Highland Steading

The architects were given the brief to demolish the existing house and reconfigure the surrounding steading to create a series of spaces to accommodate the extended family and friends for holidays and weekend walking parties, based on a sketch design by Marcus Lee.

Tags: Housing

About this project

The Project

The client was keen to make more of this site, which the existing Victorian farmhouse and its many clumsy extensions did not address. The architects were given the brief to demolish the existing house and reconfigure the surrounding steading to create a series of spaces to accommodate the extended family and friends for holidays and weekend walking parties, based on a sketch design by Marcus Lee.

The steading courtyard was retained, which allowed the new building to utilise the level change and create a distinction between the luxurious living accommodation to the front of the house and the service accommodation to the rear. The kitchen extends along the entrance axis with views to the west and also to the grassed courtyard above.

The service accommodation creates a generous series of spaces to allow for changing into walking clothes, storage of boots and equipment and drying rooms. The large public rooms in the south-facing front of the house are linked by an interconnected group of rooms formed by sliding doors and are set lower than the entrance level, to give direct exposure to views of the surrounding landscape. The bedrooms are accessed by a grand stair in the main central space and at each turn there is a view captured through carefully placed windows. The bathrooms are located above the central cores, allowing the mechanical and electrical services to be efficiently considered. High-level windows within the internal bathrooms allow for dramatically reflected views to the hilltops and sky through mechanically operated mirrors.

Use of Timber

Vertical Siberian larch cladding has been usedexternally on the prominent new elevation of the house, contrasting with the horizontal and irregular nature of the adjacent stone wall. The construction type is timber frame throughout with engineered timber beams for cantilevers. The architects were keen to avoid the use of a steel frame structure in the project.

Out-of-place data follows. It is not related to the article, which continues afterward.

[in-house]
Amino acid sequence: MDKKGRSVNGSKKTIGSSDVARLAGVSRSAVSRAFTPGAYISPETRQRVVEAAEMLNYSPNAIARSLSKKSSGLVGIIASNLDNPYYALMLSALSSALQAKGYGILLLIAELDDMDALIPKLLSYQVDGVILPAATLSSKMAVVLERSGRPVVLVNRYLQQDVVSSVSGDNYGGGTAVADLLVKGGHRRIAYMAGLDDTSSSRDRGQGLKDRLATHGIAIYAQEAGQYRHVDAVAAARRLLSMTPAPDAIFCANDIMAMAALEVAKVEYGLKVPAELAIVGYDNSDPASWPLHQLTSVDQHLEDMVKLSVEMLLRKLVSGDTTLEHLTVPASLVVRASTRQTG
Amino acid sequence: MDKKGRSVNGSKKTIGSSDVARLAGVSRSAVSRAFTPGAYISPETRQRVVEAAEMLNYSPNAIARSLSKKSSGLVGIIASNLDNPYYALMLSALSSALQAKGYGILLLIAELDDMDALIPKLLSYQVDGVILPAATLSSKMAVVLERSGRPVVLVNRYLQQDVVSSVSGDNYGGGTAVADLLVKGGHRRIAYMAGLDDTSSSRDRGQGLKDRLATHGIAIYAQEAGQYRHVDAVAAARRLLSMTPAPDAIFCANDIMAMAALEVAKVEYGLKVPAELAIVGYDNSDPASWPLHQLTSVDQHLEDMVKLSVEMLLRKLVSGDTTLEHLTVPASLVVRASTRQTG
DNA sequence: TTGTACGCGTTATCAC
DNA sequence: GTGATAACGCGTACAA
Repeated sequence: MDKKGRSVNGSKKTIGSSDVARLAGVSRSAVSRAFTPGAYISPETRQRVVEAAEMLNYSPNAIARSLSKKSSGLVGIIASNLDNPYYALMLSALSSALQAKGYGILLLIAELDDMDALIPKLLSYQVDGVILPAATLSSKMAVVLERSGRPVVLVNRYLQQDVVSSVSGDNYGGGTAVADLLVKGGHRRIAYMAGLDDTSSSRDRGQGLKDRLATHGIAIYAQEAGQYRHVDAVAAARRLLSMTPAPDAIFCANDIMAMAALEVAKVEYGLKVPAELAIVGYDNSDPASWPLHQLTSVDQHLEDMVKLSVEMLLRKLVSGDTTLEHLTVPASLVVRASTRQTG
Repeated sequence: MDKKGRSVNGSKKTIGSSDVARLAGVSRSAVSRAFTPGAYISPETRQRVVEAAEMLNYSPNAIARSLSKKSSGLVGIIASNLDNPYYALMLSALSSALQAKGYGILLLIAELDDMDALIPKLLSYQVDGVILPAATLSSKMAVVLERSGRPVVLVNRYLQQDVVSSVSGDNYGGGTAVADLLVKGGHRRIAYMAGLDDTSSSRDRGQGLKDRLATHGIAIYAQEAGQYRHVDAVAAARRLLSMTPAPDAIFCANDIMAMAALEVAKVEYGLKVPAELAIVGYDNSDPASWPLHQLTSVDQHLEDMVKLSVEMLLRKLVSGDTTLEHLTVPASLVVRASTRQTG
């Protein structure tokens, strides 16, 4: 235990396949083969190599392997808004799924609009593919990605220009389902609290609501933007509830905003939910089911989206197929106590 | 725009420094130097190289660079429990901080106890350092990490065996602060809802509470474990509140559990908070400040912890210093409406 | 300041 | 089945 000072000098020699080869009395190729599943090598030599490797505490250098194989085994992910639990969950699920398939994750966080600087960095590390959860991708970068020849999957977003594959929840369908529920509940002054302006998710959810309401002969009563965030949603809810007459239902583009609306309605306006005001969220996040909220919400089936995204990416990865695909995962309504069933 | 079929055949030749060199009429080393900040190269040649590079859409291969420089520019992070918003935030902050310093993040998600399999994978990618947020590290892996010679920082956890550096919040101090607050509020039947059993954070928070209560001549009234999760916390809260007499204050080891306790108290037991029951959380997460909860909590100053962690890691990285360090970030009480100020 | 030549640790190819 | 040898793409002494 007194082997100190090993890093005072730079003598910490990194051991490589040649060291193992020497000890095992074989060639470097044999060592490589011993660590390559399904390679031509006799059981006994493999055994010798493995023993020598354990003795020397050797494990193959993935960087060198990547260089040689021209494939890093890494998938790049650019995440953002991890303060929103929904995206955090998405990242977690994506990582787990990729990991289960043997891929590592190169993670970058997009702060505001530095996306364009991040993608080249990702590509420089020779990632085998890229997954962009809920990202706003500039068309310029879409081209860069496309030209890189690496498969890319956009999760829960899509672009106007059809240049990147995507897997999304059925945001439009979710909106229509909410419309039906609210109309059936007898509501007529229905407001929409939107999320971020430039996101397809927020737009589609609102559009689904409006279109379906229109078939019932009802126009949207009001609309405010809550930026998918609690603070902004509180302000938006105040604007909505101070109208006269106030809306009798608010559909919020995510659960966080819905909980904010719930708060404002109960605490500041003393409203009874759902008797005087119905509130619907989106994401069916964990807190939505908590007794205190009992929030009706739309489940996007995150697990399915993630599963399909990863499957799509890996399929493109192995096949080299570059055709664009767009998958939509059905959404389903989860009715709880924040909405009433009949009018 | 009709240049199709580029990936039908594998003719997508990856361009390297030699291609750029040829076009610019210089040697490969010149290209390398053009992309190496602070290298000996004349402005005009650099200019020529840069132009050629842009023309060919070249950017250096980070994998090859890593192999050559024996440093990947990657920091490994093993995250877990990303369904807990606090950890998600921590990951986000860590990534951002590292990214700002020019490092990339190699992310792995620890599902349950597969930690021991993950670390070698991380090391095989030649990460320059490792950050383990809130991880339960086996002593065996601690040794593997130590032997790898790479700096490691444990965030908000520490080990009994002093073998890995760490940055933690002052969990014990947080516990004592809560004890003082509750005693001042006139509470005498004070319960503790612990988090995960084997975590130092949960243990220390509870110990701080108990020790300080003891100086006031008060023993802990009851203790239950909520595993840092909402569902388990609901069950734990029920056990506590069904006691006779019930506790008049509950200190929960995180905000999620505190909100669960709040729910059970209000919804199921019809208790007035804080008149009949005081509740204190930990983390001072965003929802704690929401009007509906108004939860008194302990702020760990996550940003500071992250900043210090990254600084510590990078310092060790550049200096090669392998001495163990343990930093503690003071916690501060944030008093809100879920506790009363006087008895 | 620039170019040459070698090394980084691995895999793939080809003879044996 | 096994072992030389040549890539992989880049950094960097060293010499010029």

Materials are used in the project partly to denote the use of space. The materiality both internally and externally of service spaces used for changing into walking clothes, boot storage and equipment drying rooms is kept simple with vertically clad untreated larch. The internal timber boarding to the core areas is painted softwood. This use of timber is mirrored in the central separating cores which are clad in vertical boarding and contain a pantry, AV storage, and a cloakroom. They incorporate large doors along their sides to allow the public rooms to be closed off from the kitchen area. The games room interior has been clad in beech ply.

The internal flooring and stair is wide oak engineered board with a white wash oil finish. Oak was chosen for the light tone and it was finished with a white wash to tone down towards the weathered larch colour.

Photography: Dapple Photography

Key contacts

Architect

Marcus Lee and Cameronwebster Architects

Contractor

W.H Brown Ltd, Dundee, Hadden Construction Ltd, Perthshire

Timber

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